News On Iran & Its NeighboursIraqFear Over Iran's Influence in Iraq Elections

Fear Over Iran’s Influence in Iraq Elections


Iran Focus

London, 04 Apr – As the Iraqi people prepare for the May election, many in the country are increasingly worried about Iran’s growing influence and fear that the mullahs may be trying to use this election to strengthen their political hold on Baghdad.

Iran had united with Baghdad’s Shiite-led government to fight the so-called Islamic State, which is odd because Iran actually has close ties to the top-ranking ISIS members. But now that ISIS is almost gone, Iran’s interference in Iraq has become a divisive issue.

Those most concerned about Iran, include Iraqi Sunni Muslims, who took the biggest hit due to the war and the fight against ISIS, and US politicians, who are wary of Iran’s aggression and expansionism in the Middle East.

Just last month, US Defense Secretary Jim Mattis accused Iran of “mucking around” in the Iraqi elections, citing “worrisome evidence” that Iran is funnelling “not an insignificant amount of money” into Iraq to sway votes in favour of pro- Iran politicians.

Iraqi Prime Minister Haider al-Abadi’s government rejected this claim, with spokesman Saad al-Hadithi saying that such an act would be “illegal and unconstitutional” and that the elections would be “free and fair”, but Abadi remains a close ally of Iran and the US.

Iran-Iraq relationship

Both countries are majority Shiite, share deep economic and cultural ties, and have a joint 900-mile border.

Iranian influence in Iraq has been steadily growing since the US invasion in 2003 led to the toppling of Iraqi dictator Saddam Hussein, but it surged after the withdrawal of US troops and the fall of Mosul to IS in 2014.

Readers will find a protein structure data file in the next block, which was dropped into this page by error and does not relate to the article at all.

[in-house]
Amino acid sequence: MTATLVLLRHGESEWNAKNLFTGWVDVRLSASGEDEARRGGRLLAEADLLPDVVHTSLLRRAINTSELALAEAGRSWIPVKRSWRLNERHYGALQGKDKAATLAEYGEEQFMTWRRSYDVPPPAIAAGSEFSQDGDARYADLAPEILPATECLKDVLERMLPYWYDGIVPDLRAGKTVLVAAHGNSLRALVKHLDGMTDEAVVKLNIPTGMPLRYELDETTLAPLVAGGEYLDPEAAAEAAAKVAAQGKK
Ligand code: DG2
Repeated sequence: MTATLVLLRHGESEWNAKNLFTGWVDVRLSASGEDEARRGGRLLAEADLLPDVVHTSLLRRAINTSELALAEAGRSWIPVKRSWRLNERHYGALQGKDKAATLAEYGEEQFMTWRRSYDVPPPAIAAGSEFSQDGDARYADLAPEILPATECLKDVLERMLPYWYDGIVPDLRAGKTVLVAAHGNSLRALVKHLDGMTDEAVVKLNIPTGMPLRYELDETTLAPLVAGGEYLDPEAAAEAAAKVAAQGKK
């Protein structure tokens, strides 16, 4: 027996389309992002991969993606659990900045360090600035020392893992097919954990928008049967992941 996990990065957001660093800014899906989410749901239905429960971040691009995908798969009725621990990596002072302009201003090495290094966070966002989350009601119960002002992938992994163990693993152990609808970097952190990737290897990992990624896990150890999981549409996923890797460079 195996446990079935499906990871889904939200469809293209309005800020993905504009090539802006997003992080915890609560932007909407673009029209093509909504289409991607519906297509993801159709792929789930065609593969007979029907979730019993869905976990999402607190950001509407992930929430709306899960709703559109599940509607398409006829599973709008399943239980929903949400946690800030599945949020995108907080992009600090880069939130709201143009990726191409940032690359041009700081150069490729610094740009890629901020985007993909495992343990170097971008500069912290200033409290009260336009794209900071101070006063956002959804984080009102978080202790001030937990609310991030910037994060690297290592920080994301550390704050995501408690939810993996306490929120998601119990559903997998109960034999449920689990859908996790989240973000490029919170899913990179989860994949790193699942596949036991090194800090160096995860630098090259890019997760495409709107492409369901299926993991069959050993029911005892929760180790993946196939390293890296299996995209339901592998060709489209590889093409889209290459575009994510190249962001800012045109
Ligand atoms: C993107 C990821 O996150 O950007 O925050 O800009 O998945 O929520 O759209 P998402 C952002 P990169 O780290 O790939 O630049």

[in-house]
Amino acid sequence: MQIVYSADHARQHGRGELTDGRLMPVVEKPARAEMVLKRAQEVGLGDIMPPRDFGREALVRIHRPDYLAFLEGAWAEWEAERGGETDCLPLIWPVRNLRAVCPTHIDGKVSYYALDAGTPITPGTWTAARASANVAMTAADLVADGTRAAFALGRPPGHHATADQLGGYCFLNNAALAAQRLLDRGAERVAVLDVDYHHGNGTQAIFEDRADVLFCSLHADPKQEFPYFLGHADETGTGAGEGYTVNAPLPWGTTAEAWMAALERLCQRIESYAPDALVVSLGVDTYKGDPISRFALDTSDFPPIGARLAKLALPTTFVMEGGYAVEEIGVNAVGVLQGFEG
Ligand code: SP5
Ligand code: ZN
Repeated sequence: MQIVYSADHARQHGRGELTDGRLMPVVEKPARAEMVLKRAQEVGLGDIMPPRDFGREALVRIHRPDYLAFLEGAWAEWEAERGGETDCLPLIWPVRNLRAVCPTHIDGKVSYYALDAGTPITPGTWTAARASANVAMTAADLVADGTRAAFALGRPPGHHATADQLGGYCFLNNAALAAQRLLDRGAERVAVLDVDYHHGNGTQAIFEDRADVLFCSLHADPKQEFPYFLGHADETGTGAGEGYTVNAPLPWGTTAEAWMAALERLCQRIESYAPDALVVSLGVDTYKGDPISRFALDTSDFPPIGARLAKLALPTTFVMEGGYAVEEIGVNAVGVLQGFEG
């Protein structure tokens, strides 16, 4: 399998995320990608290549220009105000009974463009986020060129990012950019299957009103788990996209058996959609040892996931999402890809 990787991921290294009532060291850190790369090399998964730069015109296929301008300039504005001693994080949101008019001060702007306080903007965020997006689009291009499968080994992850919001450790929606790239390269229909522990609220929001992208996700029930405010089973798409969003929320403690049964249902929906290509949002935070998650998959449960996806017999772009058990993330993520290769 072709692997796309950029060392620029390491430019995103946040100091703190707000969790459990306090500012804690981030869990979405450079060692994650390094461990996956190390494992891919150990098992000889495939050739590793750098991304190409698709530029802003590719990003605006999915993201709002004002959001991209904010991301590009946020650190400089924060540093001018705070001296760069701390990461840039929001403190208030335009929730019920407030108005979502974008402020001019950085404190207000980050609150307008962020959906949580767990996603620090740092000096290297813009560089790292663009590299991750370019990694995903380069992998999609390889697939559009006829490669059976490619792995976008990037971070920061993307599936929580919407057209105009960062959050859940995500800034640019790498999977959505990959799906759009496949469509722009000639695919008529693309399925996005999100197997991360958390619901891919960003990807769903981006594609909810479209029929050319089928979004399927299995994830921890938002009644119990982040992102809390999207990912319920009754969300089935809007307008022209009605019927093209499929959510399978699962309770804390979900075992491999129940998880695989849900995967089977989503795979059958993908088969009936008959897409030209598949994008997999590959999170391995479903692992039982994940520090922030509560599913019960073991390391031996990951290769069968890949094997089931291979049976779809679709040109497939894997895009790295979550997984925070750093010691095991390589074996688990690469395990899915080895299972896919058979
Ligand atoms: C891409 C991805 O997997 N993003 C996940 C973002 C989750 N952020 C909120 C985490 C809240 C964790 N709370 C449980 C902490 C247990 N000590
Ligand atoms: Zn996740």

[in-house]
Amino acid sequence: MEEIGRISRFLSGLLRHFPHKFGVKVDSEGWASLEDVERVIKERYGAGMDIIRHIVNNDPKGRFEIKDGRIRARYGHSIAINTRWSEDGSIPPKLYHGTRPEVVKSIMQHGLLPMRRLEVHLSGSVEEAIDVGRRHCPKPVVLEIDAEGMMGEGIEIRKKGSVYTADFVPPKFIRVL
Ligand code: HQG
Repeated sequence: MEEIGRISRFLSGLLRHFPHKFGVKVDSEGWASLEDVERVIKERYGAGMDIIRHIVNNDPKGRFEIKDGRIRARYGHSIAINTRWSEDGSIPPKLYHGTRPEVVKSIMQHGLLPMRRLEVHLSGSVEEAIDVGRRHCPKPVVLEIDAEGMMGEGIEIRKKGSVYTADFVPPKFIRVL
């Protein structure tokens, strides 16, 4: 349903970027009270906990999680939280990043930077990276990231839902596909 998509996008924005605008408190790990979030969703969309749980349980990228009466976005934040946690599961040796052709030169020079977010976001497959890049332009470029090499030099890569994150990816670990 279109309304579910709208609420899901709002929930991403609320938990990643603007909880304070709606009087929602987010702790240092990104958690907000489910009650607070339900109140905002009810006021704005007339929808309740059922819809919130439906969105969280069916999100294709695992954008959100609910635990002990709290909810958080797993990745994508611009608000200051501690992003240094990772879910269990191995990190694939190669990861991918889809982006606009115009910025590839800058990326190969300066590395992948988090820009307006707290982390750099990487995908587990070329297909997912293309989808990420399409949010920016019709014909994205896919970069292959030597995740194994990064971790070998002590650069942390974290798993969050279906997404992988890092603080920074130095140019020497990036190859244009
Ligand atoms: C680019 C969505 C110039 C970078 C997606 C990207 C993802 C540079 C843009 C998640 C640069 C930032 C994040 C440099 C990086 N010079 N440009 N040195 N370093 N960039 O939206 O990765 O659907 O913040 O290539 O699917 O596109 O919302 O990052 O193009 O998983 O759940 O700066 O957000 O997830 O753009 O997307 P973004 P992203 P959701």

Iran gave support to Iraqi Shiite militias (the Popular Mobilization Units) which helped ISIS to advance. These units have now been incorporated into Iraq’s military and over 500 are running for parliament.

The fear is that these candidates will enter parliament and work for Iran in Iraq as Hezbollah does in Lebanon, essentially turning Iraq into a proxy state.

Former deputy prime minister Saleh al-Mutlaq expects that these Iran-linked candidates will do well and that this will be bad for Iraq.

He said: “These elections will be disastrous for this country. The PMU will be a key player in the political process and this will give Iran a role and a word in forming the government and in choosing a prime minister.”

One of the major problems for the US is that Iran could easily destabilise Iraq again, which would mean more US troops in the region, but also it could mean that US troops already in the Middle East are less safe.

The US-led coalition representative Col. Ryan Dillon said that he would not speculate on whether these elections could affect the coalition’s presence in Iraq, but with over 5,000 US troops in Iraq this is a pressing concern.

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